Marisa C. Sánchez is an art historian and curator specializing in modern and contemporary art. Her teaching and research interests include methodologies of art history, feminist art histories, museum studies, curatorial practice, and the intersection of visual art and literature. Her interdisciplinary approach engages the history of art and counter-narratives, which offer inclusive perspectives that broadens the scope and understanding of the study of artists and their work. Sánchez received her Ph.D. from the University of British Columbia in 2019 where her dissertation, The Beckett Effect: The Work of Stan Douglas, Paul Chan, and Tania Bruguera, examined the uses of Beckett’s discursive reverberations within these artists’ visual practices, locating the “Beckett Effect” as politically and artistically significant in contemporary art. She has published on her dissertation topic including “Foucault’s Beckett” in Michel Foucault: les arts & les letters/arts & humanities in the 21st Century, edited by Catherine M. Soussloff and published by Rowman and Littlefield in 2016. Her interview with Stan Douglas appeared in Samuel Beckett and Contemporary Art, edited by Robert Reginio, David Houston Jones, and Katherine Weiss for Ibidem Press in 2017.
Prior to her doctoral studies, Sánchez was Associate Curator of Modern and Contemporary Art at the Seattle Art Museum, where she curated exhibitions, including love fear pleasure lust pain glamour death – Andy Warhol Media Works, and solo projects with artists Sandra Cinto, Trenton Doyle Hancock, Corin Hewitt, Heide Hinrichs and Mika Tajima. For the museum, she was Co-Curator with Cécile Debray on the exhibition Elles: Women Artists from the Centre Pompidou. Before this curatorial position, she was Curatorial Assistant to Anne Wilkes Tucker in the Photography Department at the Museum of Fine Arts, Houston, where Sánchez curated Two Women Look West, among other photography exhibits drawn from the permanent collection. She also holds an MA in Art History, Theory and Criticism from the School of the Art Institute of Chicago, where she wrote her thesis, Globe Trotting: Gabriel Orozco’s Global Nomadism. Her writing and criticism have appeared in exhibition catalogues and journals, and she has presented papers internationally at academic conferences. In 2015, she was awarded the Li Tze Fong Fellowship from UBC’s Department of Art History, Visual Art & Theory.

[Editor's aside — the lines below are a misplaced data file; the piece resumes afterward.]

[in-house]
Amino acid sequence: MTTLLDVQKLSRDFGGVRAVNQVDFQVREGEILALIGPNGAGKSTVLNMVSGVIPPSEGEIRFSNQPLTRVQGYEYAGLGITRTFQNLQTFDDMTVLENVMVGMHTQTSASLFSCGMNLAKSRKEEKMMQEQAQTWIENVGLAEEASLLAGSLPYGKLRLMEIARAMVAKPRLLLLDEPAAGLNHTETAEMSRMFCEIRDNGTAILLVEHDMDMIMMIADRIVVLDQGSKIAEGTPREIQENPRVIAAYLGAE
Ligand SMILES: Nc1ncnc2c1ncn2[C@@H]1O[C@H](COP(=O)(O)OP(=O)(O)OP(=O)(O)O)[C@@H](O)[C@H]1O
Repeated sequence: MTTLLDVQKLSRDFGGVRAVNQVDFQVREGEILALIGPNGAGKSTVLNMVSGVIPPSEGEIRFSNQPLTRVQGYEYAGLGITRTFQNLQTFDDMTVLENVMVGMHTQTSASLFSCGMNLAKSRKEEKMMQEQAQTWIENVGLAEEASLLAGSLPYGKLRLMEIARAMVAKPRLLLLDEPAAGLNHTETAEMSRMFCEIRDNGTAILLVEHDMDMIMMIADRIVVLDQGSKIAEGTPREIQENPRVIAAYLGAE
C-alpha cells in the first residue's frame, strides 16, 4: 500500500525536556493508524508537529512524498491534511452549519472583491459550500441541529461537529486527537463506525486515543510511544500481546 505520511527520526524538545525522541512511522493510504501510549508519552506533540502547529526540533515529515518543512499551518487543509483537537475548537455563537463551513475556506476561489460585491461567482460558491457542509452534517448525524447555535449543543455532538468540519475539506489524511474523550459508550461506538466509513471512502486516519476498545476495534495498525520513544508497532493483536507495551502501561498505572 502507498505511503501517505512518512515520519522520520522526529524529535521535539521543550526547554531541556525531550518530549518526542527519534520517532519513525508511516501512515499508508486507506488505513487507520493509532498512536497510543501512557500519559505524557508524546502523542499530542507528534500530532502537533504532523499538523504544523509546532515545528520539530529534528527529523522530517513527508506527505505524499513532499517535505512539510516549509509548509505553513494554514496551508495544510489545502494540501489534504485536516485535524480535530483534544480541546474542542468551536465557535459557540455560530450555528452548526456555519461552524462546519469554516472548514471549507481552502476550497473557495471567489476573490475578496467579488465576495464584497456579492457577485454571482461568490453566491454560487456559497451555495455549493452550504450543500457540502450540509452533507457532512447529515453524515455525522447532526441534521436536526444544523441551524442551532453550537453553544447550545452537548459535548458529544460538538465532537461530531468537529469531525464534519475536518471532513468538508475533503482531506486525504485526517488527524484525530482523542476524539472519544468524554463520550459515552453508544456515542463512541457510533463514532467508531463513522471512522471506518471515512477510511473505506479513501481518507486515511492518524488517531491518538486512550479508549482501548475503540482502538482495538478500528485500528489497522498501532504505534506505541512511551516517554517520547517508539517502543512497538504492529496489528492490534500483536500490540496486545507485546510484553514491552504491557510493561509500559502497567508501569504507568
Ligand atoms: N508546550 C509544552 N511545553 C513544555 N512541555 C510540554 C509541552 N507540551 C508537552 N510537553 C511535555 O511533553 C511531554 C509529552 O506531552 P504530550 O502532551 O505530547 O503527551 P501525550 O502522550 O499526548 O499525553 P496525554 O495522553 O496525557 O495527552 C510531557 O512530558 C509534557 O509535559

Professor Sánchez teaches art history as a Sessional Lecturer at UBC and in Critical + Cultural Studies at Emily Carr University of Art + Design where she recently taught Beckett Now, a course she developed on her dissertation research. She also serves as an advisor to Second Shelf, a collaborative book acquisition project, initiated by Heide Hinrichs at the Royal Academy of Art in Antwerp, created to increase library holdings of publications by non-binary, women and queer artists and artists of color. She is currently working on an essay titled “Towards a Feminist Practice: Notes on Listening” alongside interviews with contemporary artists to be published in Shelf Documents, a forthcoming publication that coincides with the larger shelf project.